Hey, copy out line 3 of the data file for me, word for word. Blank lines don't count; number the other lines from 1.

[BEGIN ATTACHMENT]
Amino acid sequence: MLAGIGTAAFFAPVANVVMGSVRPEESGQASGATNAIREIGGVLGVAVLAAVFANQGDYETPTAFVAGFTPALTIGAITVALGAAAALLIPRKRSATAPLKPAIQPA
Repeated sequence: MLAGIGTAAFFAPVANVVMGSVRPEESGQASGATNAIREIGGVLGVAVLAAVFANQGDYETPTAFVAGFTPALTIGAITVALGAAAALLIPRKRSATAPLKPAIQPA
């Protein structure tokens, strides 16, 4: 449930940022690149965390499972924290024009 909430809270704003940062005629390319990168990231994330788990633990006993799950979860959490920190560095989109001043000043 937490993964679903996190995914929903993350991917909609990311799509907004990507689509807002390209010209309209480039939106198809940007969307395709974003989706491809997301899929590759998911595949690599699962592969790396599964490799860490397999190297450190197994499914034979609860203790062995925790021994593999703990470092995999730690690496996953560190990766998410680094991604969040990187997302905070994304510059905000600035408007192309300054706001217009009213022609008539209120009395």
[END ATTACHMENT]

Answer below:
């Protein structure tokens, strides 16, 4: 449930940022690149965390499972924290024009 909430809270704003940062005629390319990168990231994330788990633990006993799950979860959490920190560095989109001043000043 937490993964679903996190995914929903993350991917909609990311799509907004990507689509807002390209010209309209480039939106198809940007969307395709974003989706491809997301899929590759998911595949690599699962592969790396599964490799860490397999190297450190197994499914034979609860203790062995925790021994593999703990470092995999730690690496996953560190990766998410680094991604969040990187997302905070994304510059905000600035408007192309300054706001217009009213022609008539209120009395």